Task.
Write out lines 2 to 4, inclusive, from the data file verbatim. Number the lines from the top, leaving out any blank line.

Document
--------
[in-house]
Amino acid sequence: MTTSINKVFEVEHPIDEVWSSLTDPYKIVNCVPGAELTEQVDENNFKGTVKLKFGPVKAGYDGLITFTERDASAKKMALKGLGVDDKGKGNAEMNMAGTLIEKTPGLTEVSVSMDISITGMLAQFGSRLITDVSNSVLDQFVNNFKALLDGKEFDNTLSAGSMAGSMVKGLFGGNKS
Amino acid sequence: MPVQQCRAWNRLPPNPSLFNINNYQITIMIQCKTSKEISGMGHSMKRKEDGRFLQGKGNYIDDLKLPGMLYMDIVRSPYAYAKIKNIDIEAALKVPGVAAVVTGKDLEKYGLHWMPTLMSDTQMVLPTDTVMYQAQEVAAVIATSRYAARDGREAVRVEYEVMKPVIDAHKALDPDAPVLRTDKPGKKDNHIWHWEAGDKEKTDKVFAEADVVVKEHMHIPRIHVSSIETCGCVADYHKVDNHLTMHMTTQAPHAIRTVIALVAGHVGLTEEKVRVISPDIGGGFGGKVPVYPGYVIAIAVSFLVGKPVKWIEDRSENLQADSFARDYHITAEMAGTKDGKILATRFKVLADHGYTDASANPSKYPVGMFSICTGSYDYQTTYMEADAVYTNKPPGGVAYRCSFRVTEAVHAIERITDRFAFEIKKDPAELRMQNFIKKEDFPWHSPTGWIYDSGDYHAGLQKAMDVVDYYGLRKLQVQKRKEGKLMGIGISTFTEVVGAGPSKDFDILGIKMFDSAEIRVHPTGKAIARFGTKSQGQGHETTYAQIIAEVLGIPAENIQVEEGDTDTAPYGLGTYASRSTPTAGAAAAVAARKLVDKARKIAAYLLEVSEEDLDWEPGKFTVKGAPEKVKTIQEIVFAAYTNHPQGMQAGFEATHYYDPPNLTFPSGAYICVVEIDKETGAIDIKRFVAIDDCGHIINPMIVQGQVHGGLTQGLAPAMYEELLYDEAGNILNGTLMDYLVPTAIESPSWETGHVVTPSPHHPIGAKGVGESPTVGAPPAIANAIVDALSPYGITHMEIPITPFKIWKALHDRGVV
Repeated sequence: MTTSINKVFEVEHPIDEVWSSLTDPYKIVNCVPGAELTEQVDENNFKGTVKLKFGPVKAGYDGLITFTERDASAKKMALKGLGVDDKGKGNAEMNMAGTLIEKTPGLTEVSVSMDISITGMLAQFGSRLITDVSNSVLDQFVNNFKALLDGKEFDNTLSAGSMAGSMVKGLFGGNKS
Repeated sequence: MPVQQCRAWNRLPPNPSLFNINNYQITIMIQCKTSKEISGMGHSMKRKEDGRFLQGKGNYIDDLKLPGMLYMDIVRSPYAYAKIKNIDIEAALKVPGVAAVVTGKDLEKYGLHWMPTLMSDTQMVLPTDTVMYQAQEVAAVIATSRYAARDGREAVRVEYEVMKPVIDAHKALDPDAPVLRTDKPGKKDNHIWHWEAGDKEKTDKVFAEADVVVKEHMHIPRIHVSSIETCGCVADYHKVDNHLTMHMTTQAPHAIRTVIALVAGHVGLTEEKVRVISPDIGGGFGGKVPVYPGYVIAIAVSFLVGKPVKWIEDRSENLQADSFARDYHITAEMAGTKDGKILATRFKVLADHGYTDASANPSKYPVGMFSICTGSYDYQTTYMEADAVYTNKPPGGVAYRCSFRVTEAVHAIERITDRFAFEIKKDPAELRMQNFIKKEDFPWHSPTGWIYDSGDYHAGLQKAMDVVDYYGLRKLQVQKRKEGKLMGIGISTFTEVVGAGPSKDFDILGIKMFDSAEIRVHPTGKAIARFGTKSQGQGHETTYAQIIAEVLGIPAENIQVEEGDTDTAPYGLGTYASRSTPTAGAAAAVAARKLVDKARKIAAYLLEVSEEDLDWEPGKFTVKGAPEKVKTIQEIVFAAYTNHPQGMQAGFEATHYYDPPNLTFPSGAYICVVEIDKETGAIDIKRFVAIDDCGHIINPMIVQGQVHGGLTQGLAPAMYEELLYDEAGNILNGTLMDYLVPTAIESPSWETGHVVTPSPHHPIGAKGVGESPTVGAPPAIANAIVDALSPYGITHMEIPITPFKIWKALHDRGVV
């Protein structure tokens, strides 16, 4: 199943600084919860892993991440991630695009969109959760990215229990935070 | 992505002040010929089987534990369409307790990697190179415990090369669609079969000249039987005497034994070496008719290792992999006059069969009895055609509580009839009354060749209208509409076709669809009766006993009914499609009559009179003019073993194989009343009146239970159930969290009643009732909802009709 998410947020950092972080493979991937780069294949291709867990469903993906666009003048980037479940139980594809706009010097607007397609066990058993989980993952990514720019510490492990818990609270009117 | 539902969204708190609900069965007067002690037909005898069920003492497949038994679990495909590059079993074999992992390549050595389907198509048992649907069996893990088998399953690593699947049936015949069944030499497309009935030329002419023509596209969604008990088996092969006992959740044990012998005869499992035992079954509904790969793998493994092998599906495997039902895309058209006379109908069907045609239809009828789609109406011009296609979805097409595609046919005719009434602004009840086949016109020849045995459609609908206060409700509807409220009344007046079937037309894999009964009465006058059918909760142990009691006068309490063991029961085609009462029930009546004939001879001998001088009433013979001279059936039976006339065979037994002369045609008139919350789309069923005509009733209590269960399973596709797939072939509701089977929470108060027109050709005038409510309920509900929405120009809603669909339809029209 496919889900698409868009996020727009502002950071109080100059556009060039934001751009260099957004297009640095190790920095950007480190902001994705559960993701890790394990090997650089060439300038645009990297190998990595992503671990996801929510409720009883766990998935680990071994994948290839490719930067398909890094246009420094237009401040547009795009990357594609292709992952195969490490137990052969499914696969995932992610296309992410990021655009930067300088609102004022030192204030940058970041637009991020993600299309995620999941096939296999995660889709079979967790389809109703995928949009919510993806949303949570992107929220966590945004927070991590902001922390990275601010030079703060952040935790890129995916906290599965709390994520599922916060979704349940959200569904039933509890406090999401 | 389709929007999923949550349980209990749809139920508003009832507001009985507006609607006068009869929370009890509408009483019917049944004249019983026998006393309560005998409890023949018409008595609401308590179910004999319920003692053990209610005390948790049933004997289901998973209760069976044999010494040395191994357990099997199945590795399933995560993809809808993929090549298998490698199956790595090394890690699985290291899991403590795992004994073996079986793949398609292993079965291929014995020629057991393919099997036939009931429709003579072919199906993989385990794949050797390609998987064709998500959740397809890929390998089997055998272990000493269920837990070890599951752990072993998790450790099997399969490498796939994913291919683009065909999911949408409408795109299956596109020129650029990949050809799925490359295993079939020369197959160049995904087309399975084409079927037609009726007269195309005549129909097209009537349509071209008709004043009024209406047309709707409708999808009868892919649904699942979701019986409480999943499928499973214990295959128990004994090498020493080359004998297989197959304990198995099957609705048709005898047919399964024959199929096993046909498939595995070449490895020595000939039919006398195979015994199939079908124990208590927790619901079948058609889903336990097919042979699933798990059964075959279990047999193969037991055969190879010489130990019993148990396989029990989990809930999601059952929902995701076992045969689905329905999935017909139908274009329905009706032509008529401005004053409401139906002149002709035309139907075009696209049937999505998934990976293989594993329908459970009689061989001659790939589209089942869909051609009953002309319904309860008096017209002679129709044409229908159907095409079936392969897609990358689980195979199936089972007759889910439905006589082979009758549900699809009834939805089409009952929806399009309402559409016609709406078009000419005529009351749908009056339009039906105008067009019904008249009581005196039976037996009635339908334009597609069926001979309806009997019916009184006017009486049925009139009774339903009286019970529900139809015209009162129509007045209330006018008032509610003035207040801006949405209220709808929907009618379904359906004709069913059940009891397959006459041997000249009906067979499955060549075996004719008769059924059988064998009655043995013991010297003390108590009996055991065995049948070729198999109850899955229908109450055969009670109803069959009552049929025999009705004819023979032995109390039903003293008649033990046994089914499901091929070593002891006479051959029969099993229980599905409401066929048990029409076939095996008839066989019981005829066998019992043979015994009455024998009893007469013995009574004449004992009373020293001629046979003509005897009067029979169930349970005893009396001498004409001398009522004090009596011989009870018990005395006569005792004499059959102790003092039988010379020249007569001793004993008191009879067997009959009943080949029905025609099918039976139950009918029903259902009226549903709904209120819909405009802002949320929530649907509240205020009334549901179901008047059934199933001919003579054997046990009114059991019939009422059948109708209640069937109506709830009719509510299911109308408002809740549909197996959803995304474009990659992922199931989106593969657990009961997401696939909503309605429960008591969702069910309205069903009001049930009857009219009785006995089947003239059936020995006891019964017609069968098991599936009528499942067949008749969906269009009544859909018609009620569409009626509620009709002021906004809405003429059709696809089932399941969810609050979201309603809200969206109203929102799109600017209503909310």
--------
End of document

Amino acid sequence: MTTSINKVFEVEHPIDEVWSSLTDPYKIVNCVPGAELTEQVDENNFKGTVKLKFGPVKAGYDGLITFTERDASAKKMALKGLGVDDKGKGNAEMNMAGTLIEKTPGLTEVSVSMDISITGMLAQFGSRLITDVSNSVLDQFVNNFKALLDGKEFDNTLSAGSMAGSMVKGLFGGNKS
Amino acid sequence: MPVQQCRAWNRLPPNPSLFNINNYQITIMIQCKTSKEISGMGHSMKRKEDGRFLQGKGNYIDDLKLPGMLYMDIVRSPYAYAKIKNIDIEAALKVPGVAAVVTGKDLEKYGLHWMPTLMSDTQMVLPTDTVMYQAQEVAAVIATSRYAARDGREAVRVEYEVMKPVIDAHKALDPDAPVLRTDKPGKKDNHIWHWEAGDKEKTDKVFAEADVVVKEHMHIPRIHVSSIETCGCVADYHKVDNHLTMHMTTQAPHAIRTVIALVAGHVGLTEEKVRVISPDIGGGFGGKVPVYPGYVIAIAVSFLVGKPVKWIEDRSENLQADSFARDYHITAEMAGTKDGKILATRFKVLADHGYTDASANPSKYPVGMFSICTGSYDYQTTYMEADAVYTNKPPGGVAYRCSFRVTEAVHAIERITDRFAFEIKKDPAELRMQNFIKKEDFPWHSPTGWIYDSGDYHAGLQKAMDVVDYYGLRKLQVQKRKEGKLMGIGISTFTEVVGAGPSKDFDILGIKMFDSAEIRVHPTGKAIARFGTKSQGQGHETTYAQIIAEVLGIPAENIQVEEGDTDTAPYGLGTYASRSTPTAGAAAAVAARKLVDKARKIAAYLLEVSEEDLDWEPGKFTVKGAPEKVKTIQEIVFAAYTNHPQGMQAGFEATHYYDPPNLTFPSGAYICVVEIDKETGAIDIKRFVAIDDCGHIINPMIVQGQVHGGLTQGLAPAMYEELLYDEAGNILNGTLMDYLVPTAIESPSWETGHVVTPSPHHPIGAKGVGESPTVGAPPAIANAIVDALSPYGITHMEIPITPFKIWKALHDRGVV
Repeated sequence: MTTSINKVFEVEHPIDEVWSSLTDPYKIVNCVPGAELTEQVDENNFKGTVKLKFGPVKAGYDGLITFTERDASAKKMALKGLGVDDKGKGNAEMNMAGTLIEKTPGLTEVSVSMDISITGMLAQFGSRLITDVSNSVLDQFVNNFKALLDGKEFDNTLSAGSMAGSMVKGLFGGNKS